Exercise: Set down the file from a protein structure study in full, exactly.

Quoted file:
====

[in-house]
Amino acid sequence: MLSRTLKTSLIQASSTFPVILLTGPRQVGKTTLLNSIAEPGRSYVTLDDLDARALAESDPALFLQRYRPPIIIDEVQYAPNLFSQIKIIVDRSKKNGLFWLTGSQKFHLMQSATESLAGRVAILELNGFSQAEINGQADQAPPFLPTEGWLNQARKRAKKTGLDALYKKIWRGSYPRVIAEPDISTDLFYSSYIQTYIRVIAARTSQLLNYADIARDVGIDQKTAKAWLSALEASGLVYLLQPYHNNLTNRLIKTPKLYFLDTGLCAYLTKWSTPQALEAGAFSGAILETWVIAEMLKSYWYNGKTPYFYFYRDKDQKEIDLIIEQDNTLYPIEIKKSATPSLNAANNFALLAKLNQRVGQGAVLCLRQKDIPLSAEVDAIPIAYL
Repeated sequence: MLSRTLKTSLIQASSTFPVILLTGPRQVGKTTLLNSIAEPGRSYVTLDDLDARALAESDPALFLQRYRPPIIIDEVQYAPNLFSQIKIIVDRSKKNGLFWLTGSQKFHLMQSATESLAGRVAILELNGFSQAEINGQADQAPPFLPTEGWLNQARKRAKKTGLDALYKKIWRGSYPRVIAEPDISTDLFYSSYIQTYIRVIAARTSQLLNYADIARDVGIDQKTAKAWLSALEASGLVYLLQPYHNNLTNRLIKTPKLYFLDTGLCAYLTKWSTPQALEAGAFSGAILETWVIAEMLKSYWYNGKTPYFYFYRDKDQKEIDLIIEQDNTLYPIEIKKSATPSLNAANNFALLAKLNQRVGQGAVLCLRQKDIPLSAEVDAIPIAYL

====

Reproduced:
[in-house]
Amino acid sequence: MLSRTLKTSLIQASSTFPVILLTGPRQVGKTTLLNSIAEPGRSYVTLDDLDARALAESDPALFLQRYRPPIIIDEVQYAPNLFSQIKIIVDRSKKNGLFWLTGSQKFHLMQSATESLAGRVAILELNGFSQAEINGQADQAPPFLPTEGWLNQARKRAKKTGLDALYKKIWRGSYPRVIAEPDISTDLFYSSYIQTYIRVIAARTSQLLNYADIARDVGIDQKTAKAWLSALEASGLVYLLQPYHNNLTNRLIKTPKLYFLDTGLCAYLTKWSTPQALEAGAFSGAILETWVIAEMLKSYWYNGKTPYFYFYRDKDQKEIDLIIEQDNTLYPIEIKKSATPSLNAANNFALLAKLNQRVGQGAVLCLRQKDIPLSAEVDAIPIAYL
Repeated sequence: MLSRTLKTSLIQASSTFPVILLTGPRQVGKTTLLNSIAEPGRSYVTLDDLDARALAESDPALFLQRYRPPIIIDEVQYAPNLFSQIKIIVDRSKKNGLFWLTGSQKFHLMQSATESLAGRVAILELNGFSQAEINGQADQAPPFLPTEGWLNQARKRAKKTGLDALYKKIWRGSYPRVIAEPDISTDLFYSSYIQTYIRVIAARTSQLLNYADIARDVGIDQKTAKAWLSALEASGLVYLLQPYHNNLTNRLIKTPKLYFLDTGLCAYLTKWSTPQALEAGAFSGAILETWVIAEMLKSYWYNGKTPYFYFYRDKDQKEIDLIIEQDNTLYPIEIKKSATPSLNAANNFALLAKLNQRVGQGAVLCLRQKDIPLSAEVDAIPIAYL